A lot of people have defended that fact that I have continuously called out E3 on their lack of organization and
relevancy in the gaming space with each growing year. Say what you will, but the facts do not lie. The convention grows more frustrating each year to attend and big names are stepping out and delivering press events on their own, to bigger media attention and coverage. Last year on our show, I even said that eventually we'd see gaming become part of the Consumer Electronics Association's (CEA) annual event, the International Consumer Electronic Show (CES). Well, either Shapiro heard me talking about it or I am less "out there" than everyone is saying, because the framework for a gaming showcase at CES is taking place starting next year.
The CEA announced that over 40 different companies will show off the latest in gaming technology and hardware at CES 2014 in Vegas this year. Dubbed the CES Gaming Showcase TechZone, this will add to the two handfuls of TechZones already existed in the 1.9 million square feet of showfloor, and will be the prime destination where gaming meets business. Like I've said in the past, business is where gaming matters and it is less important for these companies to cater to the "hardcore gamers" who fill forums across the Internet when literally billions of dollars exchange hands at CES. The CEA will also be giving the Gaming TechZone over 10,000 square feet of space in the South Hall of the Las Vegas Convention Center to show off their goods, "from mobile, online and HD gaming, plasma HDTV to surround sound and power conditioning hardware."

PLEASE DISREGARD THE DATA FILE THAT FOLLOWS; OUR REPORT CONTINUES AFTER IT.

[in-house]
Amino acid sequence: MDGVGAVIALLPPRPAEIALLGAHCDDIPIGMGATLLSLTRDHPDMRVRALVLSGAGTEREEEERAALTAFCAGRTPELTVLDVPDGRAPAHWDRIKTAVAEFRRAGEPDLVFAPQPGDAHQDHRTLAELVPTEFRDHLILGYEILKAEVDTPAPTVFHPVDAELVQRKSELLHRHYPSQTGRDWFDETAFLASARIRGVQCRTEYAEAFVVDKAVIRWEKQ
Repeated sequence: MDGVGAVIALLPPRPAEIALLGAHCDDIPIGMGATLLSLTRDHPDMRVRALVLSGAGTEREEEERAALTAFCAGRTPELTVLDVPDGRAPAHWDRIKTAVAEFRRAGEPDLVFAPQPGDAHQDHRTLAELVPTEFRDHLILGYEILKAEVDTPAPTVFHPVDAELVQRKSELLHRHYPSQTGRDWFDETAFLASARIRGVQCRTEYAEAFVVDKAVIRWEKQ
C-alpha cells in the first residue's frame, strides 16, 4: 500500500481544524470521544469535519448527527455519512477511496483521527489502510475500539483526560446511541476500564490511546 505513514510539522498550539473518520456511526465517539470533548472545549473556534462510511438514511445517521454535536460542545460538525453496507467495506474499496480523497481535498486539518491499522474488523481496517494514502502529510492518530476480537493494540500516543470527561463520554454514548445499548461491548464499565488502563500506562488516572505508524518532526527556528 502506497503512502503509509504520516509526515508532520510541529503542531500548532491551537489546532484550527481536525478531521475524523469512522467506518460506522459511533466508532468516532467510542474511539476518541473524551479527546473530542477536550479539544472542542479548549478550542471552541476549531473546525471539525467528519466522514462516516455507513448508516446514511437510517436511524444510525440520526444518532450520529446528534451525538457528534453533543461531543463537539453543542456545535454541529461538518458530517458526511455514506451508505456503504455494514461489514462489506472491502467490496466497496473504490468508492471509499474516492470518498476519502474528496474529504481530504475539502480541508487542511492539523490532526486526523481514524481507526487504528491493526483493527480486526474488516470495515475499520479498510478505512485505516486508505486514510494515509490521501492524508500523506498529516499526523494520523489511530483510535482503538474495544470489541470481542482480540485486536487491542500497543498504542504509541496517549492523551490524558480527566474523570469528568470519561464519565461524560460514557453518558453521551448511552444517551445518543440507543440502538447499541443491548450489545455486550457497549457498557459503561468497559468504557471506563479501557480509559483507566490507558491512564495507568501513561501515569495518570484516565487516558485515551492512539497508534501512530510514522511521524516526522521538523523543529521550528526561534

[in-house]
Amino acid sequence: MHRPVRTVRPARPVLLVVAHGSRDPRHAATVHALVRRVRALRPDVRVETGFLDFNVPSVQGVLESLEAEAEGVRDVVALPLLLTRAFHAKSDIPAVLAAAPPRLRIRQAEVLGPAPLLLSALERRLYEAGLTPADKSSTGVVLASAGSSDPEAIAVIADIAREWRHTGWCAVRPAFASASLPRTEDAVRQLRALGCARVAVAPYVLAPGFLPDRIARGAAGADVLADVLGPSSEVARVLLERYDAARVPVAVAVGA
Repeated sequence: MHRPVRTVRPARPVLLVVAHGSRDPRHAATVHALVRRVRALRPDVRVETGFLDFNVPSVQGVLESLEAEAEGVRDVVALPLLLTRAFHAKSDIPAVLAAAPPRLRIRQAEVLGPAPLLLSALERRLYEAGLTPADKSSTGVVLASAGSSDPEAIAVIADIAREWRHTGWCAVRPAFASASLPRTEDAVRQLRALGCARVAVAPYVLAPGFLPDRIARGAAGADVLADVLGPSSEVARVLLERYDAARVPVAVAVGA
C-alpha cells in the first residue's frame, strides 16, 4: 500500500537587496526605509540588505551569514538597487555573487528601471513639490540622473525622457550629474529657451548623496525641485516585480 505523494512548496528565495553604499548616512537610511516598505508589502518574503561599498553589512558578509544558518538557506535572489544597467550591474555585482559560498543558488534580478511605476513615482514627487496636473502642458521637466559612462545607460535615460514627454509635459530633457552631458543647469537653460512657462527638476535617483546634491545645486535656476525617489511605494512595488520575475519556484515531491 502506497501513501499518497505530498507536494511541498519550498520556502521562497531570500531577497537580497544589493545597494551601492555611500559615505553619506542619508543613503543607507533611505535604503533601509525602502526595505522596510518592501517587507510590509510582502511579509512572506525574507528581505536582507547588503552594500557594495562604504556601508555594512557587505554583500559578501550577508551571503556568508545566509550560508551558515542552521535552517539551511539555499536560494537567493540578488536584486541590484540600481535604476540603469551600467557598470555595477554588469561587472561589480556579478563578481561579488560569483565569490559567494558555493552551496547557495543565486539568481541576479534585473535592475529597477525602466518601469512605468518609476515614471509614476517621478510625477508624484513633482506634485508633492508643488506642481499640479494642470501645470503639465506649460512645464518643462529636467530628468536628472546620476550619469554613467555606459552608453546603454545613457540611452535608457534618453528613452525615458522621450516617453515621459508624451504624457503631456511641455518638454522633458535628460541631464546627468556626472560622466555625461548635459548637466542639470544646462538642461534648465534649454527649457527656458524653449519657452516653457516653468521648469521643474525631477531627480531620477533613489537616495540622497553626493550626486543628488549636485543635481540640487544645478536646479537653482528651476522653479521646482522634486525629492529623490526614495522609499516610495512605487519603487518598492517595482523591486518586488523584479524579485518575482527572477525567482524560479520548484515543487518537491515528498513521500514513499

Karen Chupka, Senior VP of CES, said in their press statement about this addition,
The Gaming Showcase at the 2014 International CES is a must-stop destination for the latest gaming trends from around the globe. The 2013 International CES saw unmatched innovation in gaming technology with the launch of NVIDIA's Project Shield, the Oculus Rift, the Sifteo and the Razer Edge. We look forward to witnessing the bleeding-edge gaming technologies that will be unveiled at the 2014 CES.